GOP Congressman in Colorado Gets an Earful About Guns

GOP Congressman in Colorado Gets an Earful About Guns

GREENWOOD VILLAGE, Colo.—Republican Rep. Mike Coffman couldn’t get to the recitation of the Pledge of Allegiance at a town-hall event Tuesday evening before his constituents made it clear he was in for a rough night.

President Donald Trump, deeply unpopular with Democrats and independents, presents challenges for the Colorado congressman in this competitive district. But it was Mr. Coffman’s own views on gun laws, not the GOP president or his policies, that provoked the ire of many constituents who showed up.

Inside the fine arts auditorium at Cherry Creek High School, Mr. Coffman suffered jeers, boos and at least one audible F-bomb. When the congressman’s staff asked for a moment of silence for the victims of last week’s school shooting in Parkland, Fla., there was no silence.

“Let’s do something for them,” one person shouted out.

“We’re done with thoughts and prayers,” yelled another.

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The event illustrated the plight faced in the coming midterm elections by Republican representatives in swing districts. Mr. Coffman’s, in suburban Denver, voted for Hillary Clinton in 2016, and he won re-election to his fifth term that year with 51% of the vote. Now, with Republicans already in a tough fight to retain their House majority, he is trying to find a message on hot-button issues like guns and immigration that could appeal to both his party’s base and his many suburban and Hispanic voters.

For this year’s elections, the nonpartisan Cook Political Report rates the seat a tossup, giving either party a good chance to win it. The National Republican Congressional Committee, the House GOP’s campaign arm, has identified Mr. Coffman as one of its more vulnerable members.

“It’s a perennially interesting race,” said Jack Pandol, spokesman for the NRCC. “But Mike has always found a way to do it,” he said, citing the congressman’s outreach to communities like the district’s Ethiopian population.

Mr. Coffman’s constituents lived through the 2012 mass shooting at a cinema in Aurora, which is in his district. The shooting at the Florida high school last week evoked painful memories and prompted supporters of stricter gun laws to bring up the issue to Mr. Coffman, said Kristin Mallory Westerberg, a lawyer who lives about 2 miles from the theater where a gunman stormed a viewing of “The Dark Knight Rises,” killing 12 and injuring dozens.

In the face of his constituents’ grilling, Mr. Coffman declined to say he would return contributions from the National Rifle Association. He also stopped short of saying he would support a ban on assault-style weapons but suggested he would be open to boosting the minimum age for buying a firearm. He also told reporters before the town hall that he supported bolstering the background-check system.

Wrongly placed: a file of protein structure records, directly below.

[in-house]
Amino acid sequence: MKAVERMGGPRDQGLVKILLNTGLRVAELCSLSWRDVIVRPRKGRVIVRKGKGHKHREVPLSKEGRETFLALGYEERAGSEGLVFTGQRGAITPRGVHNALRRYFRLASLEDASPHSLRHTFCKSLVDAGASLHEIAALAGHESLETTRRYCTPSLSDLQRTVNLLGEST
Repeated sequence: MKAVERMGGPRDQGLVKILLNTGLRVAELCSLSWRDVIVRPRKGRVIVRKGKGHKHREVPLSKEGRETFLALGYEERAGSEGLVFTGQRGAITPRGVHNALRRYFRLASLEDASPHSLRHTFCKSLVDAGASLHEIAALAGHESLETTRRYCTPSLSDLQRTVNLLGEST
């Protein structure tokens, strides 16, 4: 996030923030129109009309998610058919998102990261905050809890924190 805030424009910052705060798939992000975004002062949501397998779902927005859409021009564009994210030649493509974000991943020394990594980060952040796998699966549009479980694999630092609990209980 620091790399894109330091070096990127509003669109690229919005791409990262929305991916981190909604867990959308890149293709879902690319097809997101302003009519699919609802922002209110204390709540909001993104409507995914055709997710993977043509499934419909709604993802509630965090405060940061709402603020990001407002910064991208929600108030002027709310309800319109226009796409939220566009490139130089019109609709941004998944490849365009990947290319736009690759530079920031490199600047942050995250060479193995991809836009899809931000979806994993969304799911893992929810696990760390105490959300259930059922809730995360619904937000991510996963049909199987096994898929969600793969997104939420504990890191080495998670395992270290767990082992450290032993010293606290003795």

Immigration was another big issue at the event, with dozens holding bright orange signs backing legislation that would extend eventual citizenship to the hundreds of thousands of young undocumented immigrants, known widely as Dreamers, brought to the U.S. as children. Mr. Coffman supports protections for the Dreamers, and he has criticized Mr. Trump’s demand that any immigration bill also include curbs to family-based migration and an end to the diversity visa lottery. But pressure from the most conservative House Republicans has narrowed the path for any immigration legislation to pass the chamber.

“The president’s got to realize he’s going to have to negotiate on some of this,” Mr. Coffman said in a recent interview. “To me, right now, it’s border security” and protections for Dreamers, he said.

Democrats’ top candidate to try to unseat Mr. Coffman appears to be Jason Crow, an Army veteran who outraised the incumbent in the fourth quarter of 2017, even as Mr. Coffman leads in overall fundraising. Mr. Crow, who served in the wars in Iraq and Afghanistan, said gun policy would be a cornerstone of his campaign.

“I know something about firearms,” Mr. Crow said in an interview. “I’ve used them in combat. I’ve had them used against me. But I also know we have a gun violence problem in this community.”

A constituent held up a protest sign at Mr. Coffman’s town-hall meeting Tuesday. Photo: David Zalubowski/Associated Press

Rick Ridder, a Democratic political consultant based in Denver, said Mr. Coffman’s future in the House will also depend on whether Democrats are able to tie him to the president.

“We all know there’s a Democratic surge of some sort coming,” Mr. Ridder added. “Depending on how big that surge is, you could be the most independent congressman in the history of the world and it may not matter.”

The congressman said his identity as a political centrist would continue to well-represent his split district in Congress.

“This is one of the most diverse districts in America,” he said. “Maybe it’s not here tonight.”

—Kristina Peterson contributed to this article.

Write to Joshua Jamerson at

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